Monday, July 7, 2014


I DIRECT like a girl, because I am one. This is me behind the camera during my 35mm thesis film shoot in 2012.

I saw this video ad campaign from Always on YouTube today. It was directed by documentary photographer and filmmaker Lauren Greenfield, who's previous projects, including "Girl Culture," focus on what it means to come of age as a women in our world.

In our daily lives, we are relentlessly bombarded with ads - on TV, on our phones, on the computer, and even now in movie theaters before the previews, which themselves are ads. In sifting through all the noise constantly thrown at us, it's refreshing to see an ad like this one, that takes on an issue for young girls and women and brings it into the spotlight. In a matter of days, the video has been viewed over 28 million times.

I wish there were ads like this one when I was growing up. At 12, I was the youngest girl in my grade. I had glasses and braces and didn't know what to do with my short haircut. While digitizing my home movies, I recognized a noticeable change in my presence on camera. I went from a care-free and outgoing kid to a young girl who was somewhat reserved and very quiet. A listener. As a young woman, I try to break free of that mold -- succeeding most of the time, but still there's that nagging pull to retreat, listen, and observe instead of speaking up. Who I am in my head is a much more outspoken and opinionated person. I hope that for the future generations of girls, their care-free and confident self is the one that carries through to adult hood with now qualms about what it means to be "like a girl."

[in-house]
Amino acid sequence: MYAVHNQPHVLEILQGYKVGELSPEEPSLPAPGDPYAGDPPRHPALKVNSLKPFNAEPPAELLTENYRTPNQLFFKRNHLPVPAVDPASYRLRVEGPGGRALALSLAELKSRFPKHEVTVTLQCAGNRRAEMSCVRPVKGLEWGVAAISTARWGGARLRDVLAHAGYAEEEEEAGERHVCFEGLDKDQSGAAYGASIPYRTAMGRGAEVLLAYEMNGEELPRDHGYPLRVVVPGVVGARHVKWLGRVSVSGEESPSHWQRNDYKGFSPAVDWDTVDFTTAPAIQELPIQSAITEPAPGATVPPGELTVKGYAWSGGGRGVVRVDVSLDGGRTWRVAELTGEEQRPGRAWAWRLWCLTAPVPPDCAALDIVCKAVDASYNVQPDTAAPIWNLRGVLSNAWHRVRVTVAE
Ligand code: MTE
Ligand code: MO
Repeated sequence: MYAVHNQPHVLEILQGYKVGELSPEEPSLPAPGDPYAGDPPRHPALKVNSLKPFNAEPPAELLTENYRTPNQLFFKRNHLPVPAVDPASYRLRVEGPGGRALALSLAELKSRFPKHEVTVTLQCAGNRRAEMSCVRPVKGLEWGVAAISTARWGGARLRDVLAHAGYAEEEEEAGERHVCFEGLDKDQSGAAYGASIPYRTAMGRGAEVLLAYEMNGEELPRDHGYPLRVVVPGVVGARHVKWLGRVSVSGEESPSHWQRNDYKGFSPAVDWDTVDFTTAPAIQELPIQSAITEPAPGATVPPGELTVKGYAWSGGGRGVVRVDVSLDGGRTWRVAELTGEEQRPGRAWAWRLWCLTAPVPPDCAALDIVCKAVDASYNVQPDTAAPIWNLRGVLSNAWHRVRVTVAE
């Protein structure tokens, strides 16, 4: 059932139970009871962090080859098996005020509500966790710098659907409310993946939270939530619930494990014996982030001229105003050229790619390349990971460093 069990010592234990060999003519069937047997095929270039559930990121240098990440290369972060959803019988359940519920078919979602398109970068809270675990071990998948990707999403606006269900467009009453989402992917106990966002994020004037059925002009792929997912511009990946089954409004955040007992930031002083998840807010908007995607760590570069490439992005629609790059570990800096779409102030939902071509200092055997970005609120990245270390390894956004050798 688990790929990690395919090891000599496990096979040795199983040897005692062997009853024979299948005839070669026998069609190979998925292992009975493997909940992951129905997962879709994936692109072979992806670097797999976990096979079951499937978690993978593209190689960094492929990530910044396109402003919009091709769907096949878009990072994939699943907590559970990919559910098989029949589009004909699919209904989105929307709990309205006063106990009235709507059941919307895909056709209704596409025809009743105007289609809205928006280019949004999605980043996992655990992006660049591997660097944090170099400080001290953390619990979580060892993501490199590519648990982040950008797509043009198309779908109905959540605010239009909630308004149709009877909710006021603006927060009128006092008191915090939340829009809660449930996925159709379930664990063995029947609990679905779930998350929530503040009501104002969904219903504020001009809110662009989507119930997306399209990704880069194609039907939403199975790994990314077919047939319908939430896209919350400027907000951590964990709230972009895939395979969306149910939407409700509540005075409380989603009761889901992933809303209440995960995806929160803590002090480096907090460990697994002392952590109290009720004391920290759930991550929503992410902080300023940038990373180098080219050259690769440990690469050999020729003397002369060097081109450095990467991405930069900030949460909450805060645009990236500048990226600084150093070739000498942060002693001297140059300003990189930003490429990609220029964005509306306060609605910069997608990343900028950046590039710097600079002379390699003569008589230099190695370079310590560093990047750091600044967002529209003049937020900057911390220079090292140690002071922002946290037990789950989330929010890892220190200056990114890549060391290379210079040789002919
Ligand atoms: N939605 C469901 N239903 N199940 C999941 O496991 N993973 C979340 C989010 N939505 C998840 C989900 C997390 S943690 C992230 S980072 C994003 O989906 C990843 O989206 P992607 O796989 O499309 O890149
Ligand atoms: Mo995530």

I'm writing about this because I could relate to this issue growing up and feel so strongly that changes must happen in our culture for all girls and women. So I'm proud to say that I run like a girl, swim like a girl, I talk like a girl, I watch movies like a girl. I laugh and play and love like a girl. I photograph like a girl. I direct like a girl.

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